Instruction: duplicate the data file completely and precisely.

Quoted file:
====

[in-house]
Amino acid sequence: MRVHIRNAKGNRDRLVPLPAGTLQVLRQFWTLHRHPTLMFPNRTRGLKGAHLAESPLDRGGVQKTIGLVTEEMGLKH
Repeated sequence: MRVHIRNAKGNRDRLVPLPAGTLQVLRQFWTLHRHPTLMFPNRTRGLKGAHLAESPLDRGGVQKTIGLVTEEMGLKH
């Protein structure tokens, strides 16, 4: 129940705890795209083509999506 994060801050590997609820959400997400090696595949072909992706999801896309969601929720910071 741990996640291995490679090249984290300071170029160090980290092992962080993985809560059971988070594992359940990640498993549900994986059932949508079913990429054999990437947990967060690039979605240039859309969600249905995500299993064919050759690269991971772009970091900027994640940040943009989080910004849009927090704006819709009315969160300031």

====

[in-house]
Amino acid sequence: MRVHIRNAKGNRDRLVPLPAGTLQVLRQFWTLHRHPTLMFPNRTRGLKGAHLAESPLDRGGVQKTIGLVTEEMGLKH
Repeated sequence: MRVHIRNAKGNRDRLVPLPAGTLQVLRQFWTLHRHPTLMFPNRTRGLKGAHLAESPLDRGGVQKTIGLVTEEMGLKH
């Protein structure tokens, strides 16, 4: 129940705890795209083509999506 994060801050590997609820959400997400090696595949072909992706999801896309969601929720910071 741990996640291995490679090249984290300071170029160090980290092992962080993985809560059971988070594992359940990640498993549900994986059932949508079913990429054999990437947990967060690039979605240039859309969600249905995500299993064919050759690269991971772009970091900027994640940040943009989080910004849009927090704006819709009315969160300031």